A lot has been made about how we’re in a golden age of television, and those proclamations aren’t wrong. Full of weighty prestige dramas and epic spectacles, the offerings on the small screen are as good as they’ve ever been. And don’t worry, sci-fi fans, the TV overlords didn’t forget about us. There’s plenty to dig into.
Right now, we have tons of compelling speculative fiction to choose from on the small screen. There’s plenty of space adventures, robots, harrowing dystopias, artificial intelligence run amok, and all the usual genre bells and whistles to be excited about. To the point where it can be a tad overwhelming.
There’s so much it’s hard to keep up with. To that end, we’ve assembled a list of what we think are the best sci-fi series currently airing, either literally or metaphorically, and those about to air. For the sake of convenience, we broke them into two categories: returning and new.
Returning Sci-Fi Series
James S.A. Corey’s The Expanse novels are some of the best sci-fi out there right now. They combine soaring, epic space opera with twisty, gritty noir and tales of political intrigue. Not to be outdone, the TV adaptation captures the same feel and sprit. Combining strong performances, well-developed characters, escalating tension, solid production values, and compelling arcs, it’s one of the best genre offerings on the small screen since Battlestar Galactica. For three seasons the adventures of the Rocinante and her crew found a home on Syfy before it was cancelled. That was a bummer, but the silver lining is the show found an escape pod. Amazon Prime picked the series up for a fourth season, set to debut December 13, 2019, and have already re-upped for a fifth.
It took a while for The Orville to figure out what it was. Both a spoof and a love letter to Star Trek, it’s part camp, part reverent homage, and those elements didn’t initially mesh all that well together. But when it finally found its footing, it was well worth the wait. Seth MacFarlane’s saga of a down-on-his-luck space captain and his mid-tier exploratory vessel blasts off for some great sci-fi. It offers a balance of character-driven stories and irreverent humor. Goofy, fun, and engaging, it’s become of the most unique genre offerings on television at the same time it tips a cap to earlier generations. The next season will only be available on Hulu.
The first series developed exclusively for CBS All Access, the network’s fledgling streaming service, Star Trek: Discovery also delivered our first new Trek series since Enterprise wrapped up in 2005. Set before The Original Series, Discovery expands on the world we know, features great new characters, and recontextualizes the classic series, framing the subsequent adventures of Kirk, Spock, and the rest. It’s full of familiar Star Trek wonder, thrills, and values, but also represents an evolution of the franchise, carving out a solid niche and identity of its own. Season three boldly goes sometime in 2020.
This isn’t your daddy’s Lost in Space. It’s not even the Matt LeBlanc-starring 1998 movie. (Thankfully.) Netflix’s new adaptation of the classic series trades in the dated camp for tense, action-packed sci-fi full of spectacle and thrills. Like its predecessors, it follows the Robinson family, marooned on a remote planet trying to survive and befriending a mysterious robot along the way. With slick production and performances, it grounds the deep space story in well-wrought family dynamics and drama, never skimping on the tension, jeopardy, or heart. And there’s still plenty of room to grow as it moves forward and evolves.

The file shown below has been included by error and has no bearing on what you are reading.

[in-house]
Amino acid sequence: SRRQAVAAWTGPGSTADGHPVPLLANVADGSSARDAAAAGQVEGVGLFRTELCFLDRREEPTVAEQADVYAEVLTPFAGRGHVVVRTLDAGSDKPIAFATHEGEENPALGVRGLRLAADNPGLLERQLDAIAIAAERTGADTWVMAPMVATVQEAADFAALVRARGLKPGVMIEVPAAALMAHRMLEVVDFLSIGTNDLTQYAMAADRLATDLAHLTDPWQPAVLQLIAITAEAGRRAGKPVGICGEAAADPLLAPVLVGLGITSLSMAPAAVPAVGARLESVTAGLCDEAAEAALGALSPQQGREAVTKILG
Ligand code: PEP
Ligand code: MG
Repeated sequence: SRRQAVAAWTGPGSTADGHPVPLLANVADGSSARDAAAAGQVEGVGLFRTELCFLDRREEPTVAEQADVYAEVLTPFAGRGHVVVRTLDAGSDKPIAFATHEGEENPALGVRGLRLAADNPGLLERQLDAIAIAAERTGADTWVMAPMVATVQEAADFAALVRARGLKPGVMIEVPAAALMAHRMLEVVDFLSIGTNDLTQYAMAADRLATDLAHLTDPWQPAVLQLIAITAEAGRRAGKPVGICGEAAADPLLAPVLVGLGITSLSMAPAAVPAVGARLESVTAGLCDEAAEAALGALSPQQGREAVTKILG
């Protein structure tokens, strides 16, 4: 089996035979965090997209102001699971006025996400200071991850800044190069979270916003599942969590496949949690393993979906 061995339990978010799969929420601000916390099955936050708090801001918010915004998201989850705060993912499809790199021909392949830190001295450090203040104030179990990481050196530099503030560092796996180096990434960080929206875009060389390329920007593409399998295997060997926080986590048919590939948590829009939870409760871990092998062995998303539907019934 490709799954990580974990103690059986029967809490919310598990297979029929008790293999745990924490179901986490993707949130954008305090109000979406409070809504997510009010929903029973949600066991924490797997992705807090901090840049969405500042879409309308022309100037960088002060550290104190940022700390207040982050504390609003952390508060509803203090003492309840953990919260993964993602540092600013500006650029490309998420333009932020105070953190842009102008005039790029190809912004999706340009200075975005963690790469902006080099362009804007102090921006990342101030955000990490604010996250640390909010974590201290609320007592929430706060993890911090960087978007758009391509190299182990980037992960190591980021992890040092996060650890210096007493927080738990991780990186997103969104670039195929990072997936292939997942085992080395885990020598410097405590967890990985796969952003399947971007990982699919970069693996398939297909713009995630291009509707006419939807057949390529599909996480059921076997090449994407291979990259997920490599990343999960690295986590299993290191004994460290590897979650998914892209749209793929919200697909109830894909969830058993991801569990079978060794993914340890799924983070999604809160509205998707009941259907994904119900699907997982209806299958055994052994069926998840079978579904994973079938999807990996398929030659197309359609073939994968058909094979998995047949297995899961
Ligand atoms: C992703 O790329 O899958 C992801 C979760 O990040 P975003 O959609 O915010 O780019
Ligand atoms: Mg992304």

Time travel, spaceships, alien invasions, mind control, Szechwan sauce, Rick and Morty hits all the sci-fi sweet spots. Fans are practically frothing at the mouth for the highly anticipated fourth season of Dan Harmon’s animated comedy. Who doesn’t want to go on more adventures with a mad scientist and his dim but earnest grandson? Inventive, hilarious, and much more philosophical than it initially appears, this is one of the most original, off-the-wall shows on TV, in any format. It can make a suburban neighborhood every bit as fantastic and adventurous as planets in the far flung reaches of space.
Based on Philip K. Dick’s novel of the same name, The Man in the High Castle takes place in an alternate reality where the Axis powers won World War II. The Nazis and the Japanese Empire have divided the United States, but a surging underground network may have the tools to bring down the totalitarian regimes. Complex and ambitious, and full of detailed, spot-on world building, the series encompasses great characters, fantastic performances, and gripping stories. While it diverges from the source material, it still deals with many of Dick’s regular themes and political concerns, many of which feel especially pressing and prescient in the modern world.
A high-tech theme park where visitors pay a hefty price to indulge their wildest dreams and most base desires is a good start for a heady sci-fi series. But in the hands of Jonathan Nolan and Lisa Joy, Westworld takes that premise and turned it into a twisted, sprawling mystery that fans delight in parsing out, examining the most minute clues and espousing elaborate conspiracy theories after every episode. Visually stunning, full of narrative gymnastics, and concerned with esoteric notions of identity, self, artificial intelligence, and more, it’s one of the most compelling, immersive shows on TV. We’re all curious to see where season three goes, and HBO will take us there in the first half of 2020.